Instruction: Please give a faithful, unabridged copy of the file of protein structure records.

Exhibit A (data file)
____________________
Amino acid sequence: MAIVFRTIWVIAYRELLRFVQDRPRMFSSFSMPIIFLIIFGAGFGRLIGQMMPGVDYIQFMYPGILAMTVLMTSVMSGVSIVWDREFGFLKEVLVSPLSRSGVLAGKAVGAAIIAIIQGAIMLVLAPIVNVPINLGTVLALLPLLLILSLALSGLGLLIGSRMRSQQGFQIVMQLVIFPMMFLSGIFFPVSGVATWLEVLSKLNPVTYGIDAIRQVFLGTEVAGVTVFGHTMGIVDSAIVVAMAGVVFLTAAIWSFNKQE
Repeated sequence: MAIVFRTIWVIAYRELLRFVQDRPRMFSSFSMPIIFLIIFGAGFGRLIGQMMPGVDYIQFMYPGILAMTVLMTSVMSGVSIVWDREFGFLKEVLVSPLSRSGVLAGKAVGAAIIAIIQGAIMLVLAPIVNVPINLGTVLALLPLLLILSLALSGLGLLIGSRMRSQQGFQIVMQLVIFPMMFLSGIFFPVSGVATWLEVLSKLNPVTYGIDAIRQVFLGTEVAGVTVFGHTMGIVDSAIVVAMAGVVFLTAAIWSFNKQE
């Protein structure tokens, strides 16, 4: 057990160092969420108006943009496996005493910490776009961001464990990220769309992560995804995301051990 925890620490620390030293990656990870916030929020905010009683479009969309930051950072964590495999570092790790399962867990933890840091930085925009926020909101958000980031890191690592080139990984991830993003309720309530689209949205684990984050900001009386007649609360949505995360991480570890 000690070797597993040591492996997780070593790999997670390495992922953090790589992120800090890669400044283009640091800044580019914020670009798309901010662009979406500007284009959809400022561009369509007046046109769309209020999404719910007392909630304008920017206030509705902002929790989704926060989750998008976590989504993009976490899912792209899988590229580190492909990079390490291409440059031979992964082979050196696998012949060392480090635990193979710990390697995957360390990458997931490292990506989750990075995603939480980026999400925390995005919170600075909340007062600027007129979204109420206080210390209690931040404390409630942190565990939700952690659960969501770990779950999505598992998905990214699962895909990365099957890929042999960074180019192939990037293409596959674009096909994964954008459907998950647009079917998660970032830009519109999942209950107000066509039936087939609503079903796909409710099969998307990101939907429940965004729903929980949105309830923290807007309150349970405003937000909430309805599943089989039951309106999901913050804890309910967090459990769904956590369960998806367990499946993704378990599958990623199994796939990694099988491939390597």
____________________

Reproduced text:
Amino acid sequence: MAIVFRTIWVIAYRELLRFVQDRPRMFSSFSMPIIFLIIFGAGFGRLIGQMMPGVDYIQFMYPGILAMTVLMTSVMSGVSIVWDREFGFLKEVLVSPLSRSGVLAGKAVGAAIIAIIQGAIMLVLAPIVNVPINLGTVLALLPLLLILSLALSGLGLLIGSRMRSQQGFQIVMQLVIFPMMFLSGIFFPVSGVATWLEVLSKLNPVTYGIDAIRQVFLGTEVAGVTVFGHTMGIVDSAIVVAMAGVVFLTAAIWSFNKQE
Repeated sequence: MAIVFRTIWVIAYRELLRFVQDRPRMFSSFSMPIIFLIIFGAGFGRLIGQMMPGVDYIQFMYPGILAMTVLMTSVMSGVSIVWDREFGFLKEVLVSPLSRSGVLAGKAVGAAIIAIIQGAIMLVLAPIVNVPINLGTVLALLPLLLILSLALSGLGLLIGSRMRSQQGFQIVMQLVIFPMMFLSGIFFPVSGVATWLEVLSKLNPVTYGIDAIRQVFLGTEVAGVTVFGHTMGIVDSAIVVAMAGVVFLTAAIWSFNKQE
């Protein structure tokens, strides 16, 4: 057990160092969420108006943009496996005493910490776009961001464990990220769309992560995804995301051990 925890620490620390030293990656990870916030929020905010009683479009969309930051950072964590495999570092790790399962867990933890840091930085925009926020909101958000980031890191690592080139990984991830993003309720309530689209949205684990984050900001009386007649609360949505995360991480570890 000690070797597993040591492996997780070593790999997670390495992922953090790589992120800090890669400044283009640091800044580019914020670009798309901010662009979406500007284009959809400022561009369509007046046109769309209020999404719910007392909630304008920017206030509705902002929790989704926060989750998008976590989504993009976490899912792209899988590229580190492909990079390490291409440059031979992964082979050196696998012949060392480090635990193979710990390697995957360390990458997931490292990506989750990075995603939480980026999400925390995005919170600075909340007062600027007129979204109420206080210390209690931040404390409630942190565990939700952690659960969501770990779950999505598992998905990214699962895909990365099957890929042999960074180019192939990037293409596959674009096909994964954008459907998950647009079917998660970032830009519109999942209950107000066509039936087939609503079903796909409710099969998307990101939907429940965004729903929980949105309830923290807007309150349970405003937000909430309805599943089989039951309106999901913050804890309910967090459990769904956590369960998806367990499946993704378990599958990623199994796939990694099988491939390597």